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re: Comparing Elm to Ember Octane and React VIEW POST

FULL DISCUSSION
 

Hi Eber,
thanks for this great article.

As I am fan of Elm also I think you are missing some points in the Elm benefits. So I will put my view here.

The real problem here is that it uses plain strings as keys for the possible actions it can execute

Yes, in JS generally there is no way to make such approach safe. But in TypeScript you can force compiler to check if all options were handled.

Both on the React and Ember apps you will see that the "model" has a few flags like isLoading or isError

The thing is that the original author took that route as the simplest, but it doesn't mean we cannot make the model close to the Elm. We can use object literals and model Discriminant Unions. It would like smth like:

type Stories
    = { status: 'none' }
    | {status: 'loading'}
    | {status: 'error'}
    | {status: 'success', data: Story[]}

This is TypeScript, but you get the point.

We have a bug in this app. See... A story title or author can be a null value coming back from the API call

Yes but this bug can be fixed by simple condition. And in TypeScript we can model the type as Nullable - type | null and compiler enforce the check. We can even make Optional in JS/TS land, I don't prefer it though but its possible. More here - Maybe just Nullable

Despite its somewhat cryptic syntax, if you never dealt with anything like it, Elm introduces very few concepts: everything is a function ...

I agree with you 100% that Elm is superior language over JavaScript and TypeScript. And the superiority is in simplicity. Yes language is small, simple, there is in most one way of doing staff, one possible compiler, one possible code style and so on. The problem with that is - many devs have hard time to switch from c-type language with brackets and statements into expression based, for many it is a barrier which is hard to overcome. Elm requires to change the mindset.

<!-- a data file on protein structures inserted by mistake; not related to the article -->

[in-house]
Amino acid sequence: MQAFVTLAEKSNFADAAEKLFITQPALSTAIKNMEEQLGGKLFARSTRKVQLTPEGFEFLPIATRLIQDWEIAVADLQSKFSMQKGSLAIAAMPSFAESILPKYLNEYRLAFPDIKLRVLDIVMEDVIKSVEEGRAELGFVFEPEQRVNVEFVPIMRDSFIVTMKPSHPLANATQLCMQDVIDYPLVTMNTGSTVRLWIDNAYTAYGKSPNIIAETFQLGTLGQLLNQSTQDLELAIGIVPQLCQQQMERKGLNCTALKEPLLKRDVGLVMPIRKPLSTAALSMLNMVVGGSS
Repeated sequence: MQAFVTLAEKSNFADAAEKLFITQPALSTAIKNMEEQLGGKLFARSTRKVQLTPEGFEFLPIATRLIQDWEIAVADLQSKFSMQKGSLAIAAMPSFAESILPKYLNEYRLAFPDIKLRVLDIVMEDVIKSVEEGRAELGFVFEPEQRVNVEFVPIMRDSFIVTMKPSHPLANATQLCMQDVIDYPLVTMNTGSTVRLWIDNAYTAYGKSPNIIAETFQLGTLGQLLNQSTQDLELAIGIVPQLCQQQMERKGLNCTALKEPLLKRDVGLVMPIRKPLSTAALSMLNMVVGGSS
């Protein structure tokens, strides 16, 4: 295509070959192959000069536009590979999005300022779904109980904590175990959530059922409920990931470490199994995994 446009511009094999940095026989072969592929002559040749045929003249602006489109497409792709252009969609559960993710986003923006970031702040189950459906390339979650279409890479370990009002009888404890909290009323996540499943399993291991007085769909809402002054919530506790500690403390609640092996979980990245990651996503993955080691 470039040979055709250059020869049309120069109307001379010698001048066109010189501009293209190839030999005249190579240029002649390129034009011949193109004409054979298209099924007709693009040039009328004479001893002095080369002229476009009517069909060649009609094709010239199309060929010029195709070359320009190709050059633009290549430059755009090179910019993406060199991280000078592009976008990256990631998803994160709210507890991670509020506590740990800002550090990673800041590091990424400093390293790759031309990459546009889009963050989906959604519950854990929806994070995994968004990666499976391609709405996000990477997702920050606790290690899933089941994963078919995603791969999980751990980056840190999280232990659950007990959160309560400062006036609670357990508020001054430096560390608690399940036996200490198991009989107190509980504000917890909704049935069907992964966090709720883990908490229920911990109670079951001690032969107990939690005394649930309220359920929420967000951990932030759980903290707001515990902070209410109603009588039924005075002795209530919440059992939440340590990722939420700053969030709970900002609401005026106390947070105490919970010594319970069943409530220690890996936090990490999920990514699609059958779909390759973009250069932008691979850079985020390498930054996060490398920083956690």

Also for some things Elm looks very cumbersome, as it is pure language we cannot just make side-effect. So such simple tasks like - get current time are far more difficult than in JS land. Yes I know why, but for many such trade-off not pays of and I see the point. We are quite far away from the metal, and when in React/Ember we can just make some "kernel" code whenever we need, in Elm is not so simple.

What I want to say, despite the love I have to Elm, there are trade-offs which can be hard to accept for many.

 

Hi Maciej,

Thank you so much for your comments! I have only a couple of things I want to comment on...

Yes, in JS generally there is no way to make such approach safe. But in TypeScript you can force compiler to check if all options were handled.

The keyword for me here is "can". In Elm, even if I have chosen to use plain strings for my messages I still would need to account for all of the possibilities, ultimately using a catch-all condition (maybe TS does that as well? I don't have any significant experience with it). Anyway, that is something that Elm will force me to do, I don't have the option not to and for me that is a major pro.

TS is a huge step forward from plain JS but TS alone won't prevent you from doing things that might hurt you in the future. Add to that the possibility of using the any type and things might derail pretty quickly. Despite the possibility of writing correct code, TS won't really prevent you from writing bad code at all and the beauty of Elm for me is that it makes really hard to do so.

Yes I know why, but for many such trade-off not pays of and I see the point.

Yeah, I think you are right. For me what clicked was the idea that I'm paying upfront a smaller price for something that could cost me much more in the future. So a few things might actually be cumbersome to deal with, but it pays off in the long run.

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